Greater Twin Cities United Way ‘giving communities’ meld personal passions with philanthropy

August 30, 2018

Joe Rayburn came out as gay to his parents at age 16. His announcement was met with love and support, but Rayburn said he knows too many LGBTQ teens are shown the door and left struggling to find a safe place to lay their heads at night.

Thats why he joined Arise Project, one of Greater Twin Cities United Ways giving communities focused on issues near and dear to members in his case, charities that help homeless LGBTQ youth.

This is about giving where your heart is, Rayburn said. These are programs that resonate with me as a person.

United Way hosts four giving communities, including one focused womens financial stability and another catering to young professionals who want to dive deeper into philanthropy. Officials with the nonprofit, which has struggled with declining donations in recent years, believe these groups that meld philanthropy, personal passions and networking opportunities, are a critical part of its future. They have helped United Way create connections with individuals that transcend the its traditional workplace giving.

People want to unite around something, said Carrie Chang, United Way vice president of donor engagement. Now, giving communities are so timely and relevant and make so much sense.

The concept is gaining popularity nationwide. The number of organizations that host giving groups defined as highly flexible, democratic, do-it-yourself vehicles for giving has double in the past decade to 1,600, according to a 2016 study by the Collective Giving Research Group with funding from the Bill Melinda Gates Foundation.

Nearly 60 percent are formed around a particular identity and the estimated 150,000 giving circle members tend to be highly engaged in volunteering, donating and helping to lead the group.

The giving communities also provide donors with more control by allowing liked-minded people to pool their donations, research charities and make grants. Throughout the year, the groups host cocktail hours and other fun events. Arise hosts an annual Twin Cities Pride Parade viewing fundraising party.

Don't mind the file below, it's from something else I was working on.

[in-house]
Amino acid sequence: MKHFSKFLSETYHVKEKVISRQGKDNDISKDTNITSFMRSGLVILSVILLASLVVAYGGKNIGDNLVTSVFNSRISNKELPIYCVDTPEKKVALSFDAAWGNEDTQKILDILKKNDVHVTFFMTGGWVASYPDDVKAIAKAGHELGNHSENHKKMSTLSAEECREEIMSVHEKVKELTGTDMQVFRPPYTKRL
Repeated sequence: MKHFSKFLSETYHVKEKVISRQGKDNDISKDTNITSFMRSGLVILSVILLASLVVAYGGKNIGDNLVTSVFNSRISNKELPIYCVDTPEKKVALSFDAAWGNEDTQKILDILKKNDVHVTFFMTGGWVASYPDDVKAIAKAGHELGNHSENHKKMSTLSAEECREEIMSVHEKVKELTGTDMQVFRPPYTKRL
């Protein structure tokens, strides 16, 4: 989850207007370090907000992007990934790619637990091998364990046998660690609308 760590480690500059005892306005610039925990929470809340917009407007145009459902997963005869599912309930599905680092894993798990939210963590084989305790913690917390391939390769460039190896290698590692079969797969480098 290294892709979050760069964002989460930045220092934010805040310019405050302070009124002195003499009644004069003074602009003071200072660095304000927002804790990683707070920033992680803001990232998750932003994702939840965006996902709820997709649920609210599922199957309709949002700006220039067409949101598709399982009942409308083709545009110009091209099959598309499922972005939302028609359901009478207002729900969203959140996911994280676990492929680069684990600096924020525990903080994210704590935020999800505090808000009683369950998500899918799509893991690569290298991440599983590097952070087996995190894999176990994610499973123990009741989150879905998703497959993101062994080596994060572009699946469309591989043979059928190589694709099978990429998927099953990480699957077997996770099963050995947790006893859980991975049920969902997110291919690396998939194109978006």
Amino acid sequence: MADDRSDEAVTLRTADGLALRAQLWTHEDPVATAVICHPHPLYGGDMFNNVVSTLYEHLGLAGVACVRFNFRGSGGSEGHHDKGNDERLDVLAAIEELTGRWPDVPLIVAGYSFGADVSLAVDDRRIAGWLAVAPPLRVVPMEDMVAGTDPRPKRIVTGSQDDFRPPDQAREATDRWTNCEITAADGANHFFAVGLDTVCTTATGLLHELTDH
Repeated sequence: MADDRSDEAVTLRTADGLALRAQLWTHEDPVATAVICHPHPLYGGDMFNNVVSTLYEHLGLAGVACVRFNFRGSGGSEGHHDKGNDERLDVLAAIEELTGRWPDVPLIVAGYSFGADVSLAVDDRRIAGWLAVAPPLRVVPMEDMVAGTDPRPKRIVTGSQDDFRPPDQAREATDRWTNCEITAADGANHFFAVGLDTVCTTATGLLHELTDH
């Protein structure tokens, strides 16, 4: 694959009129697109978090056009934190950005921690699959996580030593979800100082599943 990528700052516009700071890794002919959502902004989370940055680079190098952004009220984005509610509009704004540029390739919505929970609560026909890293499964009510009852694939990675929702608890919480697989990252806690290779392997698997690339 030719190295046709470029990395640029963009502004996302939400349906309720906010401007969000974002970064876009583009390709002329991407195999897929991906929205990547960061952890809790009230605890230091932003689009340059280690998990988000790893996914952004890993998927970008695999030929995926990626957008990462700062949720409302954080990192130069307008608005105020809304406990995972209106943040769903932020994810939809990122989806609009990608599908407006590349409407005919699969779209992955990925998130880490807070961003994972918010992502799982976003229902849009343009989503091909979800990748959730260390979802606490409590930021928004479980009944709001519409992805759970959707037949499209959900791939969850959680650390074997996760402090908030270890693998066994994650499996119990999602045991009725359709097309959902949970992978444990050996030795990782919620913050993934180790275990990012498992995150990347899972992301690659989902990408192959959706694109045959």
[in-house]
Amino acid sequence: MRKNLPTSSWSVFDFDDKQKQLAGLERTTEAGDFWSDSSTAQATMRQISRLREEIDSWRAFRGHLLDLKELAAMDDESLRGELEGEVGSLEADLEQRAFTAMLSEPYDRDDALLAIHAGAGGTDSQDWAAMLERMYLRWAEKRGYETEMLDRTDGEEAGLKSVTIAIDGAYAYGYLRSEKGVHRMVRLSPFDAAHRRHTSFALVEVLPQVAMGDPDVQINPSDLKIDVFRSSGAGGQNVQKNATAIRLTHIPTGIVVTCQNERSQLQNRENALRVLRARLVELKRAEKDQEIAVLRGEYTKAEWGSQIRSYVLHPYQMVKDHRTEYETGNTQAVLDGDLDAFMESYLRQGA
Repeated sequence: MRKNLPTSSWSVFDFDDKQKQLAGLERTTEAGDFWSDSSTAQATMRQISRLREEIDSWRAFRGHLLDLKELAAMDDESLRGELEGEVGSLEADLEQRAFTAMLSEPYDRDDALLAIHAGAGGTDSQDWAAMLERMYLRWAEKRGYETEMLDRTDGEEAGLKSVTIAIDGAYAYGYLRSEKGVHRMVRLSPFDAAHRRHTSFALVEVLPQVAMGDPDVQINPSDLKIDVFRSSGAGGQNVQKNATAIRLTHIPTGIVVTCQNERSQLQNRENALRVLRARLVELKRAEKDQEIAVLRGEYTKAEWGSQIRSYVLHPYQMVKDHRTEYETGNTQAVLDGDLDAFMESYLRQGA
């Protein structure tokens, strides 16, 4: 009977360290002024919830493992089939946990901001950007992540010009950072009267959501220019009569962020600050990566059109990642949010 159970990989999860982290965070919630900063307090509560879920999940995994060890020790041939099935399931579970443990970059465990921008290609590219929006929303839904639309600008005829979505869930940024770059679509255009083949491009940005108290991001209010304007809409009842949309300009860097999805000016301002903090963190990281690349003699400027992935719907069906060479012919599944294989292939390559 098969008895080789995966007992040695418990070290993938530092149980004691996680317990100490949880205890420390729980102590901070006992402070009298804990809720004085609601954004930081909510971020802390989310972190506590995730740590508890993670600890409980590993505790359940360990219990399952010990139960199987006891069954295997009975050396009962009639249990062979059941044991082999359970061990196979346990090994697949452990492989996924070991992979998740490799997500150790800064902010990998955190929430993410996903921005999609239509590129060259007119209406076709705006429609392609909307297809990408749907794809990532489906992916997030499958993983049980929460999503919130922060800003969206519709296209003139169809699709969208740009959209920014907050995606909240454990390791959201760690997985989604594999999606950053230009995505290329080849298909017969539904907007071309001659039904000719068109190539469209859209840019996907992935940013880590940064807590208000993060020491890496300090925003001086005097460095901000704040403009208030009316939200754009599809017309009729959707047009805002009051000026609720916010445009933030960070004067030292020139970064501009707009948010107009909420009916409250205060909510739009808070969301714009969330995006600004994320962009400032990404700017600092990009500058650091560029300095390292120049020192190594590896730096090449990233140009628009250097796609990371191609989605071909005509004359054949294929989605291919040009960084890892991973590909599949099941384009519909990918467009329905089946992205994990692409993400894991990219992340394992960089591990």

United Way staff helps with research, event planning and other logistics.

I am doing good by giving to those causes, but there is something for me too, said Aimee Norasingh, a manager in financial services and a member of Women United. Ive built some long-lasting relationships. Its nice to broaden my network of moms and women in general.

Its so inspiring

More than 100 professional women filled a party room at Crave American Kitchen Sushi Bar in St. Louis Park for a recent Women United meeting. They sipped wine and cocktails and nibbled on appetizers while hearing from the latest speaker in the groups executive leadership series. They also discussed the groups giving and other business.

Each United Way giving group sets its own membership guidelines and their own giving priorities. They review applications for grants and tour the nonprofits receiving those dollars.

Women United asks each member to give at least $1,000 a year, which equals about $80 a month. Women United has about 200 members and gives away between $250,000 and $300,000 in grants a year. Arise, which has 100 members, requires a $500 annual contribution.

Sheri McGrath, a bank vice president, said she grew up in a family where money was a near constant worry. Thats what compelled her to join the Womens United Group, which jump-started her philanthropy.

I grew up with a single mom, so financial stability for women really resonated me. I am personally passionate about it, McGrath said.

One year, the group supported the International Institute of Minnesota, which is focused on helping immigrant and refugee women who have traditionally worked in housekeeping become supervisors in the hospitality industry. The group also support scholarships for Montessori teachers.

When you can see and meet people that have been impacted, its not a faceless thing any more. Its people you walk next to everyday, McGrath said. Its so inspiring.

Chang, who is also a member of Women United, said many giving community members share that sentiment and appreciate the focused giving.

It opens their eyes. They tend to give at higher levels because there is a compelling reason to step up, Chang said. There is a higher likelihood they will stay a donor.

Shannon Prather 612-673-4804

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